Overcoming Gender Bias in Performance Feedback #2: What Does Gender Bias Look Like?


Despite recent advances in overcoming overt gender bias in the workplace, covert gender bias still lingers as evidenced by pay inequity, the number of women in top leadership roles, and differential standards in performance feedback. What are some of the ways in which performance feedback has been shown to have an underlying gender bias that holds women back?

According to Cecchi-Dimeglio, “women are 1.4 times more likely to receive critical subjective feedback than men.” Researchers have discovered the feedback given to women is more likely to focus on personality or communication style instead of key performance indicators and business outcomes. The same behaviors that are rated positively in men are rated negatively in women. When women don’t meet expectations of warmth and helpfulness, they are perceived as unlikable. On the other hand, when they don’t portray traits such as assertiveness and direct communication, they’re penalized for not being leadership material. When women receive positive performance feedback, their success is attributed to luck or being a hard worker rather than their abilities and skills. As such, women don’t receive due credit for their accomplishments.

It’s no wonder women often walk out of performance evaluation meetings feeling frustrated, confused, and demoralized. Bear and colleagues state that women often end up internalizing negative, biased feedback, believing they aren’t cut out for leadership roles. This results in women either opting out of opportunities for leadership development or creating a self-fulfilling prophecy in which they become even less likely to be selected as a potential leader.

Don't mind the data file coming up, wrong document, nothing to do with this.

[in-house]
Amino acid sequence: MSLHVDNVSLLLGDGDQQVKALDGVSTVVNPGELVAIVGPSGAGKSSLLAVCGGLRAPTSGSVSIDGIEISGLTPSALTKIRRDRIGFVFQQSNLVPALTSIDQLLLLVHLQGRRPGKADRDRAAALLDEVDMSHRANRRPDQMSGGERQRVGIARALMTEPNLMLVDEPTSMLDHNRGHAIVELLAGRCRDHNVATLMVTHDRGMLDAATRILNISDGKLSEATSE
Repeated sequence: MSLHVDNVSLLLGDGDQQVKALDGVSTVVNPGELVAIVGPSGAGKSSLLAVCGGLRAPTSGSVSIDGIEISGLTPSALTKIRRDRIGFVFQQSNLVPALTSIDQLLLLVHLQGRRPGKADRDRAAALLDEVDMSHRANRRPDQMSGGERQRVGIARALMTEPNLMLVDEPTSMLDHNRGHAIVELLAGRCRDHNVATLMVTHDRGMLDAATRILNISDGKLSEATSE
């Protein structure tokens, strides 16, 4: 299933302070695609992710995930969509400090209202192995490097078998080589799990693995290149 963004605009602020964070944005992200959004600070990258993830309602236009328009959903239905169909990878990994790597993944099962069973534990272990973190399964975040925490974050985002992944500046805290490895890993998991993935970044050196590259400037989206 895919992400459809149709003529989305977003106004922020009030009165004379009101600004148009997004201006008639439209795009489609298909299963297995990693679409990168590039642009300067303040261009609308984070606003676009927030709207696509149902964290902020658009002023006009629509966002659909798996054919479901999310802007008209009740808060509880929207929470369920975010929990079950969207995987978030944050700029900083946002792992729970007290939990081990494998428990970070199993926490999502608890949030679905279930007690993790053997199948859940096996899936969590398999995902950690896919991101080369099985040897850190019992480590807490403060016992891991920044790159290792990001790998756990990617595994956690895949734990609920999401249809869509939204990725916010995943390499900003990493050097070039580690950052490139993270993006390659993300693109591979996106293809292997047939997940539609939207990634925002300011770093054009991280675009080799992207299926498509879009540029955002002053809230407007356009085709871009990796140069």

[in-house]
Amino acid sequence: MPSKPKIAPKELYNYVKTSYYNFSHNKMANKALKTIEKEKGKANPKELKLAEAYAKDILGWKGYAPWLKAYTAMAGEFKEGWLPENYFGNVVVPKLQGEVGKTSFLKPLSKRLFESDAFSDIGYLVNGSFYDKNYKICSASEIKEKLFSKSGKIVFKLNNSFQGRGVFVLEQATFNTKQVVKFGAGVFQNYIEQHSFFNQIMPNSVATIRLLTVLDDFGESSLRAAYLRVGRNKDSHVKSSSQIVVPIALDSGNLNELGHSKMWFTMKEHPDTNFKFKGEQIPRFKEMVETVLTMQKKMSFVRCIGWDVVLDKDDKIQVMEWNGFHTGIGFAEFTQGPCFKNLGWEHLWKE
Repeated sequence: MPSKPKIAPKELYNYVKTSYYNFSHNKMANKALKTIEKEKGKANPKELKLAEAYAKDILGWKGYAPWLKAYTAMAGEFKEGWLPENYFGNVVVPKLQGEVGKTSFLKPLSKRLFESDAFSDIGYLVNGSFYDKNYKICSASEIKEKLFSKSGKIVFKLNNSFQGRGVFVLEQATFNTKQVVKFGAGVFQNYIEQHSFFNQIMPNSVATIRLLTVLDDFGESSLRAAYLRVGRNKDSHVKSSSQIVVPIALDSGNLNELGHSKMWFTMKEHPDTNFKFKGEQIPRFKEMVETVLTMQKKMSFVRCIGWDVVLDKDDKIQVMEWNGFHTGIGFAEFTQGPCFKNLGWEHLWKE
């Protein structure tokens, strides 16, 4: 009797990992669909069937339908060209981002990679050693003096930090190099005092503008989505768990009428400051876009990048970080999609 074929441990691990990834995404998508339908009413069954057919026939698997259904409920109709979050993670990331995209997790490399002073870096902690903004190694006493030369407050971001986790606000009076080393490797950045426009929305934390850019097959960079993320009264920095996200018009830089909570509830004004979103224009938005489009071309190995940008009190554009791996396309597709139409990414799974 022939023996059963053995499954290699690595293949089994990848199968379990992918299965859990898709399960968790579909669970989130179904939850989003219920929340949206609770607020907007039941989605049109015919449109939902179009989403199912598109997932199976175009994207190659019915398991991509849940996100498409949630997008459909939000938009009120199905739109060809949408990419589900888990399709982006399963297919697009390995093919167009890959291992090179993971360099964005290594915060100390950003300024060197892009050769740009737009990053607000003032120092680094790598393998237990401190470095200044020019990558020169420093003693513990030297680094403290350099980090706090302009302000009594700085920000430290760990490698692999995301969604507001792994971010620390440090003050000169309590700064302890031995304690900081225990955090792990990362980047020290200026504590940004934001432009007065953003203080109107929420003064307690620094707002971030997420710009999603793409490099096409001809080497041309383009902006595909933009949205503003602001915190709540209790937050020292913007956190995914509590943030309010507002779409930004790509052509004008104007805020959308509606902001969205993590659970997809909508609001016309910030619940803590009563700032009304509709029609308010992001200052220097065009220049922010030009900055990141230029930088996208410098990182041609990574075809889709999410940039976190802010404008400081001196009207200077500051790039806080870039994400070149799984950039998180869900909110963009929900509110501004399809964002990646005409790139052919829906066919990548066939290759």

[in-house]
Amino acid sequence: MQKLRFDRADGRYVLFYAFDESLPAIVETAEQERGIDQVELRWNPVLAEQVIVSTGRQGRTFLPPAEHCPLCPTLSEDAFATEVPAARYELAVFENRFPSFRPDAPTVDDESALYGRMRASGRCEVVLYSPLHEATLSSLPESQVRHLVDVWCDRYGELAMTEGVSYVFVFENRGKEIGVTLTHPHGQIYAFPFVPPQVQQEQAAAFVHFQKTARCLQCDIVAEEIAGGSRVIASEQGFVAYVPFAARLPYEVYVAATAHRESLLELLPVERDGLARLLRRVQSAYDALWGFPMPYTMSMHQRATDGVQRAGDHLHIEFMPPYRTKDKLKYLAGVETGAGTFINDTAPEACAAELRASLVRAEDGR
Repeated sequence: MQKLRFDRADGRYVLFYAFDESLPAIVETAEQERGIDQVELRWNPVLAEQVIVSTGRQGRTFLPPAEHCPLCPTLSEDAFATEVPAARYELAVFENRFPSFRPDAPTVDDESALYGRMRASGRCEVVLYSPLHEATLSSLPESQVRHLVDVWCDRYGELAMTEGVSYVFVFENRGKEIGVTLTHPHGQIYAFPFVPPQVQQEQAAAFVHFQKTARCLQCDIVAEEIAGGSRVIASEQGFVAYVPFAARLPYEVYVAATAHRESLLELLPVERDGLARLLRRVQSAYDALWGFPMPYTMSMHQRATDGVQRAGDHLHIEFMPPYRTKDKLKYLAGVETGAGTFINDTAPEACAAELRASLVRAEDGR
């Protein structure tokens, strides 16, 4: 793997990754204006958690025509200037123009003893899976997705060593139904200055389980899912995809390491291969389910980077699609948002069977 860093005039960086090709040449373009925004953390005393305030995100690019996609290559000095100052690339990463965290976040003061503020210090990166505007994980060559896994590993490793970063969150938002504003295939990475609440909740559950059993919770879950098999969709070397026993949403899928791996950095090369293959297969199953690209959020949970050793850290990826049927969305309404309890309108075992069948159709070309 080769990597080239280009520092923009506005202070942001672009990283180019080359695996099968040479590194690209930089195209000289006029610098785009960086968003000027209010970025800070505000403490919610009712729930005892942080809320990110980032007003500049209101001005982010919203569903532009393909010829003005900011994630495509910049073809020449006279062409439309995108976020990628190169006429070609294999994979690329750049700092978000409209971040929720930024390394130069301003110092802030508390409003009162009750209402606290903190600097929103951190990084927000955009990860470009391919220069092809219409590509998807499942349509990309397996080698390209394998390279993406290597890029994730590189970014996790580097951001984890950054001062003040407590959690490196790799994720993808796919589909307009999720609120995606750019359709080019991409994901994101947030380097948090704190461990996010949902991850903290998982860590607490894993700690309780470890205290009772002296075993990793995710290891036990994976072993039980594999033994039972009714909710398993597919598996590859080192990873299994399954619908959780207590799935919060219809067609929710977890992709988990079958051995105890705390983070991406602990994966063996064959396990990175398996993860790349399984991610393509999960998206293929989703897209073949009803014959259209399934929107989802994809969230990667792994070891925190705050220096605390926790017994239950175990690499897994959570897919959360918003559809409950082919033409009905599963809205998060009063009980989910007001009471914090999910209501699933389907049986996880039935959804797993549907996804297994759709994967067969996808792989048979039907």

As a leader or manager who is tasked with providing performance feedback to female direct reports, what can you do to counteract gender bias?

  1. Write a first draft of your feedback and let it sit for a few days. When you come back to review your first draft, think of a male employee who is similar in behavior and personality style to the female employee you are evaluating. How would you describe the same attributes in him? Would you ask him to make the same kinds of improvements you may be asking of your female employee? If not, your review may be influenced by gender bias. Rewrite your review to be more neutral, balancing the feedback you provide to male and female employees.

  2. Identify objective criteria tied to business goals and outcomes to evaluate performance. Identify the results and behaviors demonstrating mastery of each outcome. Use the same criteria for all employees at the same level.

  3. Set a goal to discuss three specific business outcomes with each of your employees. Tie both positive and negative feedback to these outcomes.

  4. Write reviews of similar lengths for everyone and speak to technical skills and abilities with equal frequency for men and women.

  5. End feedback sessions with all employees by specifying what they must continue doing, start doing, and stop doing to more effectively achieve expected goals and outcomes.

Let's consider a case study.

You are Susan’s supervisor, and it’s time for annual performance evaluations. Susan is in her mid-30s and has been with the company since completing her MBA six years ago. She works on a product development team with four other people, all of whom report to you. She is the only woman on the team. She tends to keep to herself when not in a team meeting, but she does seem to be a hard worker who gets things done. Although she seems to have good working relationships with her team members, she’s not overly friendly with them. Her team has been high performing, meeting or exceeding all of their goals over the past year. Susan’s specialty is market research, and she has been a top performer in the company in this area. Consider these two examples of feedback you could provide to Susan: